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First exhibition of pre-Raphaelite sculpture

The response to the first critical study of this subject has been enthusiastic

London

Following the Tate Gallery’s Pre-Raphaelite exhibition in 1984, which concentrated almost exclusively on paintings, the art historian Benedict Read and the dealer Joanna Barnes conceived the idea of an exhibition devoted entirely to Pre-Raphaelite sculpture. The result, “Pre-Raphaelite Sculpture, nature and imagination in British sculpture 1848-1914”, which continues at the Matthiesen Gallery until 12 December, has collected together works from both private and public collections, many of which have not been exhibited since the last century at the Royal Academy. Among several discoveries made during the organisation of the exhibition is John Hancock’s life-sized plaster statue of Beatrice, exhibited in the Great Exhibition of 1851 and only recently found in the stores of the Victoria and Albert Museum.

One of the exhibition organisers’ aims was to trace the development of sculpture from the first-generation Pre-Raphaelites through to third-generation sculptors such as Frampton. Artists included are Thomas Woolner (one of the original seven members of the Pre-Raphaelite brotherhood), Bernhard Smith and Alexander Munro, whose marble group of “Paolo and Francesca” has come to represent the quintessence of Pre-Raphaelite sculpture. Among later sculptors, who had come under the influence of Edward Burne-Jones in their use of mixed media and colour, are George Frampton, Robert Anning-Bell, William Reynolds-Stephens and Alfred Gilbert. Benedict Read declared himself to be “agreeably impressed by the response—we seem to have sparked off something”.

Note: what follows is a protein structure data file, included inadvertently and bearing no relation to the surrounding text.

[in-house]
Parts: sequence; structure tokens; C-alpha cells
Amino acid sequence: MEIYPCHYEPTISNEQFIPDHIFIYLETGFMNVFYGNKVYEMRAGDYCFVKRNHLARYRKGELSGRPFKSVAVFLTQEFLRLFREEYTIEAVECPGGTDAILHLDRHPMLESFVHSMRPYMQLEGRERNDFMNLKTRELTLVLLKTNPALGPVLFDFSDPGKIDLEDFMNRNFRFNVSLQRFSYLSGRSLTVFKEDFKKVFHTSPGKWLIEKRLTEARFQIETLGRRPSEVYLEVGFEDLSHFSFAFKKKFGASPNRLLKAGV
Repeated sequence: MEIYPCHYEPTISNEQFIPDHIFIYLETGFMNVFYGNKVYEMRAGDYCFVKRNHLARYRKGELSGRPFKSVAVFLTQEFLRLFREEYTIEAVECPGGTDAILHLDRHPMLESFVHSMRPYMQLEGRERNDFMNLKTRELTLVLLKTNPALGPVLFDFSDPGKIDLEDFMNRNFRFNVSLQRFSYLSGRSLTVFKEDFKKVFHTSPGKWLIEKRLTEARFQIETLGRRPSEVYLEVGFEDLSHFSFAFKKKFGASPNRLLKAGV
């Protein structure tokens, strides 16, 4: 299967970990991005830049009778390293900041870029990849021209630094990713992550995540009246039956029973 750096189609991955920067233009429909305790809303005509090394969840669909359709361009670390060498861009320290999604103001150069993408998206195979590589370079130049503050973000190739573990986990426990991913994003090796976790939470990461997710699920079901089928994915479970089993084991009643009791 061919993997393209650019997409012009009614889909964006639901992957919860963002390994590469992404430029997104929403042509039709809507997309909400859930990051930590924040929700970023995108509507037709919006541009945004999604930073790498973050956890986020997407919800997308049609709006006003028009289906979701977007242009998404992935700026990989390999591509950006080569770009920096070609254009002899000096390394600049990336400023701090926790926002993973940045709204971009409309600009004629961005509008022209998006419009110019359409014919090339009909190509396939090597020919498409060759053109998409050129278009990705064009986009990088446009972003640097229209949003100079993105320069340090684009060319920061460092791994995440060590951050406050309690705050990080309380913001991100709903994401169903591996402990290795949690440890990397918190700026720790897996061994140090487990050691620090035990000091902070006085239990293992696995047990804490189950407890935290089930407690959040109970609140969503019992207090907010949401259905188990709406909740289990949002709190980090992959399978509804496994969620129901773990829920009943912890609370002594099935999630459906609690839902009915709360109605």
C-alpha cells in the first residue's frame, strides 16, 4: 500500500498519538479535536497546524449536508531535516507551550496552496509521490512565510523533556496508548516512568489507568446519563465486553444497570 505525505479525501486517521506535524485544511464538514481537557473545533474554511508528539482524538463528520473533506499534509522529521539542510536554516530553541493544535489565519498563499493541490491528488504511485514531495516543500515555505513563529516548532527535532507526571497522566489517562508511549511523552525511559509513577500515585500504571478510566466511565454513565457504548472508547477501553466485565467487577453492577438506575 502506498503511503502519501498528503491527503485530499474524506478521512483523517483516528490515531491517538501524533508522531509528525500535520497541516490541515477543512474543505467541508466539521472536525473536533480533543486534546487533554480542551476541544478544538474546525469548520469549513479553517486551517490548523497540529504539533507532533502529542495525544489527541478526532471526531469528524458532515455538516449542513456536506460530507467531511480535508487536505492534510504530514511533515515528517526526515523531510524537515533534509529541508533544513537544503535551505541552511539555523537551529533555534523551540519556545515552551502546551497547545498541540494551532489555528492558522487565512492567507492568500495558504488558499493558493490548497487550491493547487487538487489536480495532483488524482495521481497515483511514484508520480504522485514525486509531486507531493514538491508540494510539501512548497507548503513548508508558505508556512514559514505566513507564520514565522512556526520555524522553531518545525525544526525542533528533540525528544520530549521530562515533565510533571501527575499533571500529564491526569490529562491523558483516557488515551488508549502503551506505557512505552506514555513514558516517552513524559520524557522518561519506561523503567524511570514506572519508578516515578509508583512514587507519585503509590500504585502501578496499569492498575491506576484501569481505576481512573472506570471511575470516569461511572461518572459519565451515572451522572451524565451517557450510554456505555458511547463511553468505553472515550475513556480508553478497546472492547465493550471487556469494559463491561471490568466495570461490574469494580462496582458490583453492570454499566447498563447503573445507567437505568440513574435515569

The catalogue is sponsored by the Henry Moore Foundation and the exhibition travels to the Birmingham City Art Gallery (15 January to 15 March).